Strickland believes that the people who come to his organization are people who have not yet realized their full value. They are people who may be stuck with a certain image of themselves in their head because they have never had an example to follow or a reason to believe otherwise. Strickland argues that form influences function, so to speak. If you create a space that is beautiful and inviting, the people coming into that building will begin to understand that they are deserving of a place like this. As Strickland so eloquently puts it in his Ted Talk, if you give people “flowers, sunlight, food, and expectation, you can cure spiritual cancer.” In other words, if an organization stops treating their attendees like charity cases and instead treat them like they would anyone else, the attendees will begin to realize their true value. Strickland argues that providing people with a beautiful space and expensive furnishings makes them understand that they deserve everything they see. This lights a spark within attendees and catalyzes an initiative; it results in the creation of fantastic works of art and dedication in the classroom.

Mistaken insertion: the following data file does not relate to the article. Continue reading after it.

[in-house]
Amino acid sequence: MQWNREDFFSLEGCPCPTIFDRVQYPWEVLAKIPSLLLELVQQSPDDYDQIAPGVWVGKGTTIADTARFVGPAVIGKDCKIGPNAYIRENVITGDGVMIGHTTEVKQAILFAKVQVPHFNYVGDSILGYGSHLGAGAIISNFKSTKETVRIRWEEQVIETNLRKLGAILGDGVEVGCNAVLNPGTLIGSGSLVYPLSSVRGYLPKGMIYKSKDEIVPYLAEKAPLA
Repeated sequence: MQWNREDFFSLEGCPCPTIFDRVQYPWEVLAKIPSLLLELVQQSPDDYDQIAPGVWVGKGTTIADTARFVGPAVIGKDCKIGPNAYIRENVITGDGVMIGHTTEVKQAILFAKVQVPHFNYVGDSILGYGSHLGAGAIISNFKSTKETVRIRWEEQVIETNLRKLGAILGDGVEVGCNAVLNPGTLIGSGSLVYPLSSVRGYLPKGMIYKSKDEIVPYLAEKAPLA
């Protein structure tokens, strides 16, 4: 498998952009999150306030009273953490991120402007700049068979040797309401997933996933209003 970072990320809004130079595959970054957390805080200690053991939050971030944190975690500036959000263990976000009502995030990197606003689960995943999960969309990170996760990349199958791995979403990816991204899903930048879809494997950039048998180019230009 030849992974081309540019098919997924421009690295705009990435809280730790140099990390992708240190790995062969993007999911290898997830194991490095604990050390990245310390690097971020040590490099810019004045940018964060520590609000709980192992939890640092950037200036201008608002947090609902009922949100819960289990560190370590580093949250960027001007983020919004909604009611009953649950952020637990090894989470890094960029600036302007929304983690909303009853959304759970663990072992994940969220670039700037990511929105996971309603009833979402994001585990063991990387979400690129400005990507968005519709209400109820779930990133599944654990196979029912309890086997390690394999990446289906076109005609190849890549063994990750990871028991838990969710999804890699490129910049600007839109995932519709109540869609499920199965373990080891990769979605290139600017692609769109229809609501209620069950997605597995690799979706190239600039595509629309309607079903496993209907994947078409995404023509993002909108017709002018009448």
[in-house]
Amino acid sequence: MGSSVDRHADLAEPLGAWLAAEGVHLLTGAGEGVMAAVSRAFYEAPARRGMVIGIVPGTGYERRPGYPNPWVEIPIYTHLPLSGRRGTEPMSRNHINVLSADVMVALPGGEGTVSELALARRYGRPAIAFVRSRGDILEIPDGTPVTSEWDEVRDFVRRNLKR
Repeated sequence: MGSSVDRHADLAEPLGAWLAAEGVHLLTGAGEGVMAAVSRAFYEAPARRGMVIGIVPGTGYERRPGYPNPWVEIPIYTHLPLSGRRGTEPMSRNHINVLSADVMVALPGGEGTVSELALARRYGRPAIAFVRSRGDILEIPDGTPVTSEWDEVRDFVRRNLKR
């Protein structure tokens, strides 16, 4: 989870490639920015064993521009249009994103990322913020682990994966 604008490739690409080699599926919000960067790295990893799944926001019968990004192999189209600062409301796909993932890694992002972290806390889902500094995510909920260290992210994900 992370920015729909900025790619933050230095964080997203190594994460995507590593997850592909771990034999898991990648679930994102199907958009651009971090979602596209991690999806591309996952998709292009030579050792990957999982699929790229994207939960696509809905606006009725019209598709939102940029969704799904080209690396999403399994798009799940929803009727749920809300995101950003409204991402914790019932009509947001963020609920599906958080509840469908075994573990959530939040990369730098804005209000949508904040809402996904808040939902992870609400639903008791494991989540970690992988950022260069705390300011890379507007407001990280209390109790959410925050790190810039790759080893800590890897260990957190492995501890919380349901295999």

BCAT employs this philosophy to the best of their ability. BCAT is one of the many organizations in the United States that has modeled itself off of Strickland’s MBC. BCAT, because it is still in the early stages of development, is nowhere near as large and well-known as MBC. Still, it has made a name for itself within the Buffalo community. When you walk into BCAT you are greeted by glass doors engraved with inspiring words. As you enter the building, you see white walls covered in artwork. It looks like a professional art gallery except all the artwork is created by the children in the Youth Arts Program. While the space is small, BCAT does the best with what it has. The space has three large classrooms for the Adult Workforce Program, an art room, a digital media lab, a recording studio, a baby-grand piano, a library, and a shared space for dance class and orchestra.